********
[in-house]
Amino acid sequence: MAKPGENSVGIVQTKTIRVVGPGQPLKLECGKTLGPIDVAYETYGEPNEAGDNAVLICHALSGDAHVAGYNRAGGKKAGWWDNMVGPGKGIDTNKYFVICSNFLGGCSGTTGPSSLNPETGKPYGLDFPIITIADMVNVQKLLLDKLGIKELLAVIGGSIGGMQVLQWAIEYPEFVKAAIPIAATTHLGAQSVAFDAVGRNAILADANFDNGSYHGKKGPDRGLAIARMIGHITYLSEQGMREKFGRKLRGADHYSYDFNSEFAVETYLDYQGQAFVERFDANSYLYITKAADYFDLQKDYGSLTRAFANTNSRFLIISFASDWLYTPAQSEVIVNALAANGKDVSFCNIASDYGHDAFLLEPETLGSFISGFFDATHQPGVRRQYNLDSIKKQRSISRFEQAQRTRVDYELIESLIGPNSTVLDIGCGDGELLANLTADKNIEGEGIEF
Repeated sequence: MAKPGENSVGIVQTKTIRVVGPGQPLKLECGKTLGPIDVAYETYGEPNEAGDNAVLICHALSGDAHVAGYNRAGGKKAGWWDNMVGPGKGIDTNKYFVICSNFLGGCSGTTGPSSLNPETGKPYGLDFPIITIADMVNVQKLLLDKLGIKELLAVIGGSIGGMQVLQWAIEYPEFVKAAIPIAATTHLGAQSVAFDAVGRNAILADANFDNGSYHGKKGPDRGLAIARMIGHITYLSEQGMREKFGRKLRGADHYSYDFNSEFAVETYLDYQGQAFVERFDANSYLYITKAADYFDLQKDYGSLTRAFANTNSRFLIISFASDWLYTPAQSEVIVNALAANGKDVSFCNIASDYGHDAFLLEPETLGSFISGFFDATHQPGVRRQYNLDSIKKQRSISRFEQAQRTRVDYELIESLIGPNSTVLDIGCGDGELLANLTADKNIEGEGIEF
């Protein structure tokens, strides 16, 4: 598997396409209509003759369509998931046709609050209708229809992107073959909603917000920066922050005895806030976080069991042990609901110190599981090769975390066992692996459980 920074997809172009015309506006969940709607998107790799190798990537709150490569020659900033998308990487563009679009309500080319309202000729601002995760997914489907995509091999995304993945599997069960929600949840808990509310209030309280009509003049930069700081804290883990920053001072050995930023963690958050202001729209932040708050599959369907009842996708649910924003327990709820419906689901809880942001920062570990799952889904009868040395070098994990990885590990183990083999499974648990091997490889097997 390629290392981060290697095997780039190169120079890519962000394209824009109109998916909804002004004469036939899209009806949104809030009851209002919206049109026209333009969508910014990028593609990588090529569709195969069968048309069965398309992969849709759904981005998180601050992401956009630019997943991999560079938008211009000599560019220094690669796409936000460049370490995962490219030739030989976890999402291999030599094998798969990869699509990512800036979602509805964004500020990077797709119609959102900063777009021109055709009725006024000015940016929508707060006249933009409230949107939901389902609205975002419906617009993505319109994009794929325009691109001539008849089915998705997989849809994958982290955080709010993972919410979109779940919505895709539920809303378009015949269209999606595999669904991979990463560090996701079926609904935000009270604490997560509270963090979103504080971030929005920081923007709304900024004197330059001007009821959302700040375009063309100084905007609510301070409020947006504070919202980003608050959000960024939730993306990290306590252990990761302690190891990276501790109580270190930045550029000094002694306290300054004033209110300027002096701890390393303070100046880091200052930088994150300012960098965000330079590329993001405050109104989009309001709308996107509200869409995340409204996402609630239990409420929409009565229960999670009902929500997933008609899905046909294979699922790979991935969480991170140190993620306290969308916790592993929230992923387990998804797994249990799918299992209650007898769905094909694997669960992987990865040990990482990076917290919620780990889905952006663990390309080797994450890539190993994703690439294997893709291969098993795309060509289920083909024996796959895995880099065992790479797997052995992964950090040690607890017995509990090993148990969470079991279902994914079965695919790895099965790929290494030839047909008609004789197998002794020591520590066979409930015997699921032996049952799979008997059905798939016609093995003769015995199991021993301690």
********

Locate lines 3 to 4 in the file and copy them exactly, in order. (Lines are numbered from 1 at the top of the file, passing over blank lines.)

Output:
Repeated sequence: MAKPGENSVGIVQTKTIRVVGPGQPLKLECGKTLGPIDVAYETYGEPNEAGDNAVLICHALSGDAHVAGYNRAGGKKAGWWDNMVGPGKGIDTNKYFVICSNFLGGCSGTTGPSSLNPETGKPYGLDFPIITIADMVNVQKLLLDKLGIKELLAVIGGSIGGMQVLQWAIEYPEFVKAAIPIAATTHLGAQSVAFDAVGRNAILADANFDNGSYHGKKGPDRGLAIARMIGHITYLSEQGMREKFGRKLRGADHYSYDFNSEFAVETYLDYQGQAFVERFDANSYLYITKAADYFDLQKDYGSLTRAFANTNSRFLIISFASDWLYTPAQSEVIVNALAANGKDVSFCNIASDYGHDAFLLEPETLGSFISGFFDATHQPGVRRQYNLDSIKKQRSISRFEQAQRTRVDYELIESLIGPNSTVLDIGCGDGELLANLTADKNIEGEGIEF
């Protein structure tokens, strides 16, 4: 598997396409209509003759369509998931046709609050209708229809992107073959909603917000920066922050005895806030976080069991042990609901110190599981090769975390066992692996459980 920074997809172009015309506006969940709607998107790799190798990537709150490569020659900033998308990487563009679009309500080319309202000729601002995760997914489907995509091999995304993945599997069960929600949840808990509310209030309280009509003049930069700081804290883990920053001072050995930023963690958050202001729209932040708050599959369907009842996708649910924003327990709820419906689901809880942001920062570990799952889904009868040395070098994990990885590990183990083999499974648990091997490889097997 390629290392981060290697095997780039190169120079890519962000394209824009109109998916909804002004004469036939899209009806949104809030009851209002919206049109026209333009969508910014990028593609990588090529569709195969069968048309069965398309992969849709759904981005998180601050992401956009630019997943991999560079938008211009000599560019220094690669796409936000460049370490995962490219030739030989976890999402291999030599094998798969990869699509990512800036979602509805964004500020990077797709119609959102900063777009021109055709009725006024000015940016929508707060006249933009409230949107939901389902609205975002419906617009993505319109994009794929325009691109001539008849089915998705997989849809994958982290955080709010993972919410979109779940919505895709539920809303378009015949269209999606595999669904991979990463560090996701079926609904935000009270604490997560509270963090979103504080971030929005920081923007709304900024004197330059001007009821959302700040375009063309100084905007609510301070409020947006504070919202980003608050959000960024939730993306990290306590252990990761302690190891990276501790109580270190930045550029000094002694306290300054004033209110300027002096701890390393303070100046880091200052930088994150300012960098965000330079590329993001405050109104989009309001709308996107509200869409995340409204996402609630239990409420929409009565229960999670009902929500997933008609899905046909294979699922790979991935969480991170140190993620306290969308916790592993929230992923387990998804797994249990799918299992209650007898769905094909694997669960992987990865040990990482990076917290919620780990889905952006663990390309080797994450890539190993994703690439294997893709291969098993795309060509289920083909024996796959895995880099065992790479797997052995992964950090040690607890017995509990090993148990969470079991279902994914079965695919790895099965790929290494030839047909008609004789197998002794020591520590066979409930015997699921032996049952799979008997059905798939016609093995003769015995199991021993301690």